After Francis became king in 1515, Anne Boleyn stayed as a member of Claude's household. It's assumed that Anne served as Claude's translator whenever there were English visitors, such as in 1520, at the Field of Cloth of Gold. Anne Boleyn returned to England in late 1521, where she eventually became Queen of England as the second wife of Henry VIII. Diane de Poitiers, another of Claude's ladies, was a principal inspiration of the School of Fontainebleau of the French Renaissance, and became the lifelong mistress of Claude's son, Henry II.
She spent almost all her marriage in an endless round of annual pregnancies. Her husband had many mistresses, but was usually relatively discreet. Claude imposed a strict moral code on her own household, which only a few chose to flout.
About Claude, the historian Brantôme wrote:
I must speak about madame Claude of France, who was very good and very charitable, and very sweet to everyone and never showed displeasure to anybody in her court or of her domains. She was deeply loved by the King Louis and the Queen Anne, her father and mother, and she was always a good daughter to them; after the King took the peaceful Duke of Milan, he made him declare and proclaim her in the Parliament of Paris the Duchess of the two most beautiful Duchies of Christendom, Milan and Brittany, one from the father and the other from the mother. What an heiress! if you please. Both Duchies joined in all good deed to our beautiful kingdom.
The pawn of so much dynastic maneuvering, Claude was short in stature and afflicted with scoliosis, which gave her a hunched back, while her husband was bigger and athletic. The successive pregnancies made her appear continuously plump, which drew mockeries at Court. Foreign ambassadors noted her "corpulence", claudication, the strabismus affecting her left eye, her small size, and her ugliness, but they acknowledged her good qualities. She was little loved at court after the death of her parents. Brantôme testified:
That the king, her husband gave her the pox, which shortened her days. And madame the Regent [Louise of Savoy] bullied her constantly (...).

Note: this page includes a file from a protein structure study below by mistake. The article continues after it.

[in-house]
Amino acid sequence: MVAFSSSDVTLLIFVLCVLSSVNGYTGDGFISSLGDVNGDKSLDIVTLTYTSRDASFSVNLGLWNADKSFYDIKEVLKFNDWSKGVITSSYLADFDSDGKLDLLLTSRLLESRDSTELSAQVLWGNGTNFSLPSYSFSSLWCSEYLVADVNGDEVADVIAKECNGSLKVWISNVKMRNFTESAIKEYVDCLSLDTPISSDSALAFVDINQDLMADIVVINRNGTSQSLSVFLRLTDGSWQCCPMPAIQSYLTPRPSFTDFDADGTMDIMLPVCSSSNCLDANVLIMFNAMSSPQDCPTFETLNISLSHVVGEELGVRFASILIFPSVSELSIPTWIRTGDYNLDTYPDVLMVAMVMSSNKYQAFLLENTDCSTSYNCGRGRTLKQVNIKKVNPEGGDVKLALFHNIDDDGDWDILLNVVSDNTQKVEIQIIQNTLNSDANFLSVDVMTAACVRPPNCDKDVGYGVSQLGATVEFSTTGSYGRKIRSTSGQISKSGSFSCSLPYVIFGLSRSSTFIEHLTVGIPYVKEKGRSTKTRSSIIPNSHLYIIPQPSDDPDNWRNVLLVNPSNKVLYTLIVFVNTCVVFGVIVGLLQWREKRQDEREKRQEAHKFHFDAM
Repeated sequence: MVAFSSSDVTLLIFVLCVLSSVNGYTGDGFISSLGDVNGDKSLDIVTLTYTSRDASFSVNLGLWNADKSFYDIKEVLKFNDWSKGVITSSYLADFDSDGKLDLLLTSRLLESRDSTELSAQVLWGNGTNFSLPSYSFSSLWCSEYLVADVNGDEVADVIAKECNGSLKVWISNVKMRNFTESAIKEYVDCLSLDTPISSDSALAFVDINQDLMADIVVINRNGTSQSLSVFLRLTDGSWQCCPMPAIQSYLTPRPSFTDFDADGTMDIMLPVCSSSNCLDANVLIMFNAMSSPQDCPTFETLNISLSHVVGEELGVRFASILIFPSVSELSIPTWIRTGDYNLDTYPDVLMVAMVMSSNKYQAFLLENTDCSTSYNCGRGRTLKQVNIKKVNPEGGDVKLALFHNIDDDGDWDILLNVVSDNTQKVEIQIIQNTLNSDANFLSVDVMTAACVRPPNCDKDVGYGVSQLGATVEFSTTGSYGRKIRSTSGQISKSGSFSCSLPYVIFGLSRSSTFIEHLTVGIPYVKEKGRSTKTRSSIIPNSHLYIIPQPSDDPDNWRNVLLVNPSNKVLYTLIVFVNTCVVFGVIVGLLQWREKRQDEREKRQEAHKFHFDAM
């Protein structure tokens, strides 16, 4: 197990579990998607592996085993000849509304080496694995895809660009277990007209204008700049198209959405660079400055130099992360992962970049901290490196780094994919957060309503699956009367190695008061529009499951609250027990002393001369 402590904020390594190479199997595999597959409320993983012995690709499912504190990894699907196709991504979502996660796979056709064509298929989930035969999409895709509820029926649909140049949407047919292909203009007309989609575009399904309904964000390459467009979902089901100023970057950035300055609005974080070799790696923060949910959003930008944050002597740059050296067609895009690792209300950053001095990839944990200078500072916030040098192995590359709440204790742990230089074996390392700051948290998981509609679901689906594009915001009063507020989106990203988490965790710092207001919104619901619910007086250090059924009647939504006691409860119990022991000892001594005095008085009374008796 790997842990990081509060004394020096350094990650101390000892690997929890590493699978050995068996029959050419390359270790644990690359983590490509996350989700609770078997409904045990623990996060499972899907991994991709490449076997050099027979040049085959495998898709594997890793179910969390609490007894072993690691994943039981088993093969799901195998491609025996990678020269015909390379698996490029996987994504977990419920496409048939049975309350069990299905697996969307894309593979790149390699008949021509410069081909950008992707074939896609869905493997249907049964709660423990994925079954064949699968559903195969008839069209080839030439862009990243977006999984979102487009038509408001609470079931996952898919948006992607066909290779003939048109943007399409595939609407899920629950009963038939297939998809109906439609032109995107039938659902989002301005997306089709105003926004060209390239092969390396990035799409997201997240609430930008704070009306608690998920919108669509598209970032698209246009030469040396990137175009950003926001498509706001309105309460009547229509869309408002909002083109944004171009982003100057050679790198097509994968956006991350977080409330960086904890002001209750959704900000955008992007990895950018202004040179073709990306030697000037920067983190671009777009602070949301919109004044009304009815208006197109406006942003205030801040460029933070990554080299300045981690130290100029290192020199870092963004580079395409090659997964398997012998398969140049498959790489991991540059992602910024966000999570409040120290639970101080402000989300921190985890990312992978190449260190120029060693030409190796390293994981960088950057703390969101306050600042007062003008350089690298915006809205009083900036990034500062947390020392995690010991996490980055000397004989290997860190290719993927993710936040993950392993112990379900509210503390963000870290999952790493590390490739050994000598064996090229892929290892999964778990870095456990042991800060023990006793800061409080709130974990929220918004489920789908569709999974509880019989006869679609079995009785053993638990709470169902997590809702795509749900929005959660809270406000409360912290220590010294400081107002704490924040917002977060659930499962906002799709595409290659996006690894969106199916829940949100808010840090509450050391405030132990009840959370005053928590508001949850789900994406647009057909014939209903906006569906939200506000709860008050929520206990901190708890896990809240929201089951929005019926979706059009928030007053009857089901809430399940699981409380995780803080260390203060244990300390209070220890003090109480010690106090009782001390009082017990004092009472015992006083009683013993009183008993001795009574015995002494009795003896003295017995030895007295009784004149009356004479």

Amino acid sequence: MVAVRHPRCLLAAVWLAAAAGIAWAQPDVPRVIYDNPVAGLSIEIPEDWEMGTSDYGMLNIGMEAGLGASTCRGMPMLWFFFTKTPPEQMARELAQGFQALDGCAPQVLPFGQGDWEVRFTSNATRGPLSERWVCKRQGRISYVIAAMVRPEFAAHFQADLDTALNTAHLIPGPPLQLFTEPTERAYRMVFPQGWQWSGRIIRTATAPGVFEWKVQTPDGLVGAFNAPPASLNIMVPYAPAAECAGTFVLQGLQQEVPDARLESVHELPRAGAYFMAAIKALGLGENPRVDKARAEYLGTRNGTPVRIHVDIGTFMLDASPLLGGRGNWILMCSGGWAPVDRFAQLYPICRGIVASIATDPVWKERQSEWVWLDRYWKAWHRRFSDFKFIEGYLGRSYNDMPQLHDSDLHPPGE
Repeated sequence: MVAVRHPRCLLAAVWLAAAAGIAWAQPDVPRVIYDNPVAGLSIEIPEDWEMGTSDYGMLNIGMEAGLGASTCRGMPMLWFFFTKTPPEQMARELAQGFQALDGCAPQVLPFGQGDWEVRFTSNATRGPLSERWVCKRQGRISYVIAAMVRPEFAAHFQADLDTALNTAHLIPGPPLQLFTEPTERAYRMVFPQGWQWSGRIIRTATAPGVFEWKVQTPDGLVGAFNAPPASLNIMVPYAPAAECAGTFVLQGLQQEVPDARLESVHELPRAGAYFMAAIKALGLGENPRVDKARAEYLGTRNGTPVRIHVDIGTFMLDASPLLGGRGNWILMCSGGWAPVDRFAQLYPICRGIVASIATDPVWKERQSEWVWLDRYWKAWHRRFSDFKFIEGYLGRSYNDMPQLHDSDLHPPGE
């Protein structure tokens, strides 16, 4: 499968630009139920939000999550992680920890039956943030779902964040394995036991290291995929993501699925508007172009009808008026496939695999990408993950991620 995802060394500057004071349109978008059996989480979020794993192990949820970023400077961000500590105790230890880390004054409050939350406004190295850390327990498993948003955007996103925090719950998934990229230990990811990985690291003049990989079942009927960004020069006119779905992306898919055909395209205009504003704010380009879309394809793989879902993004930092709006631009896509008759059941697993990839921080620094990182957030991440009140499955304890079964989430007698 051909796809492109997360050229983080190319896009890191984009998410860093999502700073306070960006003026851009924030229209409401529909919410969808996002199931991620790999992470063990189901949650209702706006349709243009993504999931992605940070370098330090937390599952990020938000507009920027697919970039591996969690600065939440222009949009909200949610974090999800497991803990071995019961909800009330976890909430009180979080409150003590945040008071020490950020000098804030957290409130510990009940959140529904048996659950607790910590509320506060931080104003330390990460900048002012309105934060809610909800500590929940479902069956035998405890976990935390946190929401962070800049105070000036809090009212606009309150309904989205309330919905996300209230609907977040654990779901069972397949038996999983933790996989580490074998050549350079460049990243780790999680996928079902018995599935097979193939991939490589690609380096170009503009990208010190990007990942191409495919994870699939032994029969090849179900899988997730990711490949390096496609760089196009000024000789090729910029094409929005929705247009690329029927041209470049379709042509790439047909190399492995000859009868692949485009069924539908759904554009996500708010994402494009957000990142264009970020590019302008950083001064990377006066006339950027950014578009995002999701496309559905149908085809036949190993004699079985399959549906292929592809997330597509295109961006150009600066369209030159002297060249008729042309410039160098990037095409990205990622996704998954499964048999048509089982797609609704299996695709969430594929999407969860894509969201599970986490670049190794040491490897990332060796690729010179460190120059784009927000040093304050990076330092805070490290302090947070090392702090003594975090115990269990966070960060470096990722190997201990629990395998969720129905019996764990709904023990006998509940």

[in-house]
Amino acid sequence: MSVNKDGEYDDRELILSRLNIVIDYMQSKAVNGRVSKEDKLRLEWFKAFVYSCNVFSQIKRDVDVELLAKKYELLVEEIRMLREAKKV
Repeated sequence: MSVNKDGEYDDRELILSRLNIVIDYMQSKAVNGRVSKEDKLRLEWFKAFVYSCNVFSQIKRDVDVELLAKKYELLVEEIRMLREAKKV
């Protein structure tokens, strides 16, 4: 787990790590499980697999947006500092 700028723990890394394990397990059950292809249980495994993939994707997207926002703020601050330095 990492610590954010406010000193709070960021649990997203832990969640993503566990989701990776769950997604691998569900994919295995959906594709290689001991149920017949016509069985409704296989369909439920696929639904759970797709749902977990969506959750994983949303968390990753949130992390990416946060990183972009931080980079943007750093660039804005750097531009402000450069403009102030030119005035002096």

The king's will imposed the omnipresence of his mistress, Françoise de Foix.
Claude and Francis I had seven children, two of whom lived past the age of thirty:
Claude died on 20 July 1524 at the Château de Blois, aged twenty-four. The exact cause of her death was disputed among sources and historians: while some alleged that she died in childbirth or after a miscarriage, others believed that she died for exhaustion after her many pregnancies or after suffering from bone tuberculosis (like her mother) and finally some believed that she died from syphilis caught from her husband. She was buried at St. Denis Basilica.
She was initially succeeded as ruler of Brittany by her eldest son, the Dauphin Francis, who became Duke Francis III, with Claude's widower King Francis I as guardian. After the Dauphin's death in 1536, Claude's second son, Henry, Duke of Orleans, became Dauphin and Duke of Brittany. He later became King of France as Henry II.
Claude's widowed husband himself remarried several years after Claude's death, to Eleanor of Austria, the sister of Emperor Charles V. The atmosphere at court became considerably more debauched, and there were rumours that King Francis's death in 1547 was due to syphilis.
|The Prayer Book of Claude de France, Part 1, 4:07, Morgan Library and Museum. See also Parts 2-8|
The prayer book of Claude of France is a tiny, jewel-like manuscript that was made for Claude around 1517, the year she was crowned queen of France. Her coat of arms appears on three different folios. The book is richly illustrated: the borders of each leaf are painted, front and back, with 132 scenes from the lives of Christ, the Virgin Mary, and numerous saints. The manuscript and a companion Book of Hours also made for the queen (in a Paris private collection) were illuminated by an artist who was given the nickname Master of Claude de France after these two volumes. It was donated to The Morgan Library & Museum in New York City in 2008 by the widow of Alexandre Paul Rosenberg in memory of her husband.
Claude is remembered in a classic small plum, the size of a walnut, pale green with a glaucous bloom. It is still called "Reine Claude" (literally, "Queen Claude") in France and is known in England as a "greengage".
"Kind Queen Claude" is a major character in Robin Maxwell's Mademoiselle Boleyn.
In the 2015-16 Spanish historical fiction television series Carlos, rey emperador (Charles, King Emperor), Queen Claude was played by Eva Rufo.
|Ancestors of Claude of France|
Claude of France
Cadet branch of the Capetian dynastyBorn: 13 October 1499 Died: 20 July 1524
|Duchess of Brittany
|Countess of Étampes
Title next held byJohn V
Mary of England
|Queen consort of France
Title next held byEleanor of Austria